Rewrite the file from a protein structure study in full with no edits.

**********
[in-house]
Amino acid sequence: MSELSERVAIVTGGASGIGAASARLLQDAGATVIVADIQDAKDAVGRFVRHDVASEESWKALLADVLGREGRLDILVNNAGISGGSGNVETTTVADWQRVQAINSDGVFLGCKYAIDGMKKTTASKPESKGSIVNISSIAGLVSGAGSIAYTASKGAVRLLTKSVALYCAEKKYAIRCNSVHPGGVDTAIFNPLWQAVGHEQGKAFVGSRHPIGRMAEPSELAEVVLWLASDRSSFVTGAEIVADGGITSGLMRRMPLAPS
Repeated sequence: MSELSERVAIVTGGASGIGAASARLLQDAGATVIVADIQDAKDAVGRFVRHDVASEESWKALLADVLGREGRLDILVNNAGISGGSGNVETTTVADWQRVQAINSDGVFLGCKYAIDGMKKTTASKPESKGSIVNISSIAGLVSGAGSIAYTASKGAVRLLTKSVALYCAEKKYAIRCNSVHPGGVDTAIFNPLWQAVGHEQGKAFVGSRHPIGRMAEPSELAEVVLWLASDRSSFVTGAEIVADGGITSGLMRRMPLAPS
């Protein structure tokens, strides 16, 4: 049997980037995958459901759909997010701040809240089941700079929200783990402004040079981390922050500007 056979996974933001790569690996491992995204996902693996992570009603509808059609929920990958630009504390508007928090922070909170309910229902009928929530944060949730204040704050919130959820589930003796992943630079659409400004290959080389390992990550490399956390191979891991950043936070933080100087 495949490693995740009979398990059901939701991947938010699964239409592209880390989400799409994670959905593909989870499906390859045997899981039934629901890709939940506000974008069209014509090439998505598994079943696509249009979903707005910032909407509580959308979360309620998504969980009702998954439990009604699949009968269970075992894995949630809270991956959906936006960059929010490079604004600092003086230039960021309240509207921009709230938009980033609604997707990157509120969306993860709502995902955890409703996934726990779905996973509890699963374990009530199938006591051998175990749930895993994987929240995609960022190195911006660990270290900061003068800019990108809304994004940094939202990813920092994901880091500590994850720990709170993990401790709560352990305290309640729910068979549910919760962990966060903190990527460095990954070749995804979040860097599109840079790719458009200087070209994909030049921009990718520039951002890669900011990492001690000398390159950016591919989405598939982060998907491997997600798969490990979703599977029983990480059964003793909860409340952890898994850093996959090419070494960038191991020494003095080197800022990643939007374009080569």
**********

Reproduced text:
[in-house]
Amino acid sequence: MSELSERVAIVTGGASGIGAASARLLQDAGATVIVADIQDAKDAVGRFVRHDVASEESWKALLADVLGREGRLDILVNNAGISGGSGNVETTTVADWQRVQAINSDGVFLGCKYAIDGMKKTTASKPESKGSIVNISSIAGLVSGAGSIAYTASKGAVRLLTKSVALYCAEKKYAIRCNSVHPGGVDTAIFNPLWQAVGHEQGKAFVGSRHPIGRMAEPSELAEVVLWLASDRSSFVTGAEIVADGGITSGLMRRMPLAPS
Repeated sequence: MSELSERVAIVTGGASGIGAASARLLQDAGATVIVADIQDAKDAVGRFVRHDVASEESWKALLADVLGREGRLDILVNNAGISGGSGNVETTTVADWQRVQAINSDGVFLGCKYAIDGMKKTTASKPESKGSIVNISSIAGLVSGAGSIAYTASKGAVRLLTKSVALYCAEKKYAIRCNSVHPGGVDTAIFNPLWQAVGHEQGKAFVGSRHPIGRMAEPSELAEVVLWLASDRSSFVTGAEIVADGGITSGLMRRMPLAPS
């Protein structure tokens, strides 16, 4: 049997980037995958459901759909997010701040809240089941700079929200783990402004040079981390922050500007 056979996974933001790569690996491992995204996902693996992570009603509808059609929920990958630009504390508007928090922070909170309910229902009928929530944060949730204040704050919130959820589930003796992943630079659409400004290959080389390992990550490399956390191979891991950043936070933080100087 495949490693995740009979398990059901939701991947938010699964239409592209880390989400799409994670959905593909989870499906390859045997899981039934629901890709939940506000974008069209014509090439998505598994079943696509249009979903707005910032909407509580959308979360309620998504969980009702998954439990009604699949009968269970075992894995949630809270991956959906936006960059929010490079604004600092003086230039960021309240509207921009709230938009980033609604997707990157509120969306993860709502995902955890409703996934726990779905996973509890699963374990009530199938006591051998175990749930895993994987929240995609960022190195911006660990270290900061003068800019990108809304994004940094939202990813920092994901880091500590994850720990709170993990401790709560352990305290309640729910068979549910919760962990966060903190990527460095990954070749995804979040860097599109840079790719458009200087070209994909030049921009990718520039951002890669900011990492001690000398390159950016591919989405598939982060998907491997997600798969490990979703599977029983990480059964003793909860409340952890898994850093996959090419070494960038191991020494003095080197800022990643939007374009080569």